|n.||1.||(Antiq.) The public executioner at Rome, who executed persons of the lowest rank; hence, an executioner or hangman.|
Some might say this is a fitting description for Deathcore band Carnifex which emerged from San Diego’s metal scene and has gone on to record several albums and continues to channel insane amounts of brutal tone and carnivorous rage. In a Voices of Metal first, we talk with Cory Arford (guitar), Ryan Gudmunds (guitar) and Freddie Calderon (bass).
Cory: “I’m not too sure about the rest of the guys, but, I started playing guitar in high school, as lame as it may sound, because I wanted to hang out with the people I thought were cool. Then I went to a KoRn and Staind tour when I was 15 and decided that I wanted to do that for a living.”
Ryan: “Carnifex started playing about 7 years ago. I’ve been in the band for about 5 years. I used to be in a band called Legacy of Pain. My previous bands first tour was with Carnifex. My band was at its end, Carnifex said they wanted me. Rest was history.”
Freddie: “A friend of mine found a guitar at his grandparents place and he decided to learn how to play guitar. I originally planned on buying a drumset but the bass starter package was a more financially viable option. Since I was already playing baritone and trombone it made more sense to continue playing a low end instrument.”
We’ve interviewed many metal bands from Sweden and Scandanavia, do you think the metal scene is as vibrant in America? What differences or similarities do you think exist?
Cory: “I think that both scenes, here and there, are both very vibrant but I believe that the Scandinavian audience still has a more traditional death metal fan base and the people here usually like whatever’s big or hot.”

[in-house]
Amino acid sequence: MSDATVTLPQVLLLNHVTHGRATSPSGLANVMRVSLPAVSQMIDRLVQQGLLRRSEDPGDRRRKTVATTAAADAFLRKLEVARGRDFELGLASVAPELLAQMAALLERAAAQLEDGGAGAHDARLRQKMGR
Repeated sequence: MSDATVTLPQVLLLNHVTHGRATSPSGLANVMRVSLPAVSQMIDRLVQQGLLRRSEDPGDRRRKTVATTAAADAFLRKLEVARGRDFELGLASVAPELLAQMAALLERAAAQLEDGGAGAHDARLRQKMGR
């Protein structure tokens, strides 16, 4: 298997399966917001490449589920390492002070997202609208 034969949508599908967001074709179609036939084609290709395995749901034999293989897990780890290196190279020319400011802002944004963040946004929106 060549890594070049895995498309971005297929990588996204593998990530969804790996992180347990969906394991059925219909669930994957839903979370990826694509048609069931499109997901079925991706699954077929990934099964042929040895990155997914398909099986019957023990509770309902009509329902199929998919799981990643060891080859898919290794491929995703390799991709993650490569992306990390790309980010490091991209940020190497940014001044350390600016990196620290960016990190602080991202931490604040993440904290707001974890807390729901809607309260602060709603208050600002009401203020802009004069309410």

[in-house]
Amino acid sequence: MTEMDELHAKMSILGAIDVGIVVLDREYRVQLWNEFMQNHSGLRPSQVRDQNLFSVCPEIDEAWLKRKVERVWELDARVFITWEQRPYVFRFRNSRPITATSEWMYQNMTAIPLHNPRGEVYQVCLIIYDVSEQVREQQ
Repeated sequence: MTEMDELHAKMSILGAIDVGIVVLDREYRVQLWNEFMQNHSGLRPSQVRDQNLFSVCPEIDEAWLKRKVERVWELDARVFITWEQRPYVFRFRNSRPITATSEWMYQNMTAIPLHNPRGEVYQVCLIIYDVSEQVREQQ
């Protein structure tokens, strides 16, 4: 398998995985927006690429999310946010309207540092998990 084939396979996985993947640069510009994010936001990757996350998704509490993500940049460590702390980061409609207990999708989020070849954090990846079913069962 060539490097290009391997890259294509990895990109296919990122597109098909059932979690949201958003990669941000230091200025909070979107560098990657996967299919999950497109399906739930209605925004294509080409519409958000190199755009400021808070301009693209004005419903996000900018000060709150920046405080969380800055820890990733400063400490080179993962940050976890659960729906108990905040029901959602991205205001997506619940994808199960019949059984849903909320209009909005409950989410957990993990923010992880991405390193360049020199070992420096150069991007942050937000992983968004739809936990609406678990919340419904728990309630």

Ryan: “Swedish/Scandinavian bands have a huge impact on how Carnifex writes. I am hugely impacted by At The Gates, In Flames, The Haunted, and others. I think their scene is their scene. Ours is ours. But I do believe both sides follow and mimic each other”
Freddie: “There seems to be more bands per capita out in the Scandinavia region. The music scene in America seems to be pretty vibrant. The access to music to listen to and the tools to learn how to make your own and capture it are pretty accessible. I think that bands in the Scandinavia region seem to benefit slightly from being isolated a bit since bands are constantly trying to break into the North American market.”
Tell us about the gear you use to get your maniacally fast and brutal tone.
Cory: “Well, for me I use a Peavey 6505+(hopefully a 5150 3 soon) and I run a Boss NS-2, an Ibanez TS-7 tubescreamer, and a Peavey wireless – that’s basically it. Besides a furman power conditioner and a tuner, that don’t effect tone. My main tone tone comes from my super dry settings. I usually run my mids at 8 out of 10 on the dial and my highs are usually between 3 and 5 on the dial. High mids makes a clear responsive sound so with our fast playing you can hear every pick of the guitar pick. The highs add a bit of heat with the gain. And I usually run the gain on my head as high as I can until it feeds back and then I back it off until it stops, haha.”